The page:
the rotor and stator surfaces facing each other having outermost surfaces with a wavelike cross-section, and
the rotor and stator grooves being so arranged that at the ridge of a wave, the groove reaches its maximum depth, and
at the bottom of a wave, the groove reaches its minimum depth, and
the bottom of a rotor wave is at the ridge of a stator wave and vice versa,
wherein the rotation of the rotor causes the grooves to interact so that material is moved alternately from a first rotor groove to a first stator groove, and from the first stator groove to a subsequent rotor groove and from the subsequent rotor groove to a subsequent stator groove.
13. An apparatus as claimed in claim 12, wherein at the bottom of the wave, the depth of the groove is about zero, whereby substantially all the material moves from a groove of the rotor to a groove of the stator facing it, and vice versa.
14. An apparatus as claimed in claim 12, wherein the cross-section of the rotor and stator surfaces facing each other is saw-tooth wavelike.
15. An apparatus as claimed in claim 12, wherein the shape of the groove bottom is substantially straight.
16. An apparatus as claimed in claim 12, wherein the pitch angles of the grooves are so arranged that the angle between the longitudinal axes of the grooves is less than 90.
17. An apparatus as claimed in claim 12, wherein the pitch angles of the grooves are so arranged that the angle between the longitudinal axes of the grooves exceeds 90 in the supply zone and is less than 90 after the supply zone.
18. An apparatus as claimed in claim 12, wherein the pitch angle of either the rotor grooves or the stator grooves is about 90, the pitch angle being measured between a longitudinal axis of the groove and a transverse direction of the corresponding stator and rotor.
19. An apparatus as claimed in claim 12, wherein the rotor grooves and stator grooves are arranged to be oblique in the same direction, but their pitch angles are arranged to be different, whereby the grooves having a wider pitch angle determine the direction of the net flow and in the grooves having a more low-gradient pitch angle, the material is arranged to flow backward.
20. An apparatus as claimed in 12, wherein the cross-section of the grooves is flat in the longitudinal direction.
21. An apparatus as claimed in claim 12, wherein at least those surfaces of the rotor and stator that rest against one another are arranged in the shape of a convergent cone.
22. An apparatus as claimed in claim 12, wherein between the grooves are arranged ridges, at least some of which are oblique along part of their length so as to allow the material to flow from a groove to an adjacent groove.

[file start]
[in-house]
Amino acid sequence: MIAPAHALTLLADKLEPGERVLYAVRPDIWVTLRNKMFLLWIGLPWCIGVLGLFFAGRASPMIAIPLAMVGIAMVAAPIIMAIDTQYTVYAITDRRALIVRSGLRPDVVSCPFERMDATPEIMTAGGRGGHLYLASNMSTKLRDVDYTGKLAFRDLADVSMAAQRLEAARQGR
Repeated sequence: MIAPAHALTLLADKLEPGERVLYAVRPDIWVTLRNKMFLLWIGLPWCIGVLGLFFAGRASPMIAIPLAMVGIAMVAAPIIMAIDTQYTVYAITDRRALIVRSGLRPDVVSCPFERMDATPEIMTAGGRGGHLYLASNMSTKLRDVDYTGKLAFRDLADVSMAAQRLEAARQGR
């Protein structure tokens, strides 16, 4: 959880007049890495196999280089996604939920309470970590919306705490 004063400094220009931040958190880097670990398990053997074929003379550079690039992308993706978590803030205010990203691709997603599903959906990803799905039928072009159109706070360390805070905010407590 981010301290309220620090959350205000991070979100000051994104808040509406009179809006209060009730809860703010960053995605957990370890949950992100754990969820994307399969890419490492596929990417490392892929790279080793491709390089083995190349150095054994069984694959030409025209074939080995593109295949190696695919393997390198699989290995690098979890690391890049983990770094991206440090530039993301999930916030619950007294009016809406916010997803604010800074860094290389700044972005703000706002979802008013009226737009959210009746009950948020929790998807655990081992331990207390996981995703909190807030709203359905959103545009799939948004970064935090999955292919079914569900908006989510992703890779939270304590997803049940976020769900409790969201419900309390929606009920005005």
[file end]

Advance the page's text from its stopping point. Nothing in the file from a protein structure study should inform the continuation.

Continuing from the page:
23. The apparatus of claim 12, wherein, the material is sheared between the rotor and the stator by the rotation of the rotor causing the grooves to interact so that material is moved alternately from the first rotor groove to the first stator groove, and from the first stator groove to the subsequent rotor groove and from the subsequent rotor groove to the subsequent stator groove.
Description
CROSS REFERENCE TO RELATED APPLICATION

This application is a Continuation of International Application PCT/FI01/00276 filed on Mar. 20, 2001, which designated the U.S. and was published under PCT Article 21(2) in English.

BACKGROUND OF THE INVENTION

The invention relates to a method of extruding material, in which method the material is extruded with an apparatus comprising at least one rotor and at least one stator, the rotor and stator comprising grooves, whereby the grooves make the material move through the apparatus when the rotor is rotated.

The invention further relates to an apparatus for extruding material, the apparatus comprising at least one rotatable rotor and at least one stator, the rotor and the stator comprising grooves, whereby the grooves make the material move through the apparatus when the rotor is rotated.

DESCRIPTION OF THE RELATED ART

WO 97/21532 discloses an apparatus comprising a conical rotor arranged between two stators. Helical grooves are arranged in the rotor and/or the stator for extruding the extrudable material from the extruder as the rotor rotates. Furthermore, the rotor is provided with an opening or openings via which at least part of the extrudable material is arranged to flow. The publication also presents a solution in which the rotor and the stator are provided with grooves, which serve to mix the extrudable material. The apparatus homogenizes and mixes the extrudable material. However, the apparatus does not always melt the material sufficiently efficiently. Furthermore, the apparatus is quite ineffective in treating waste material.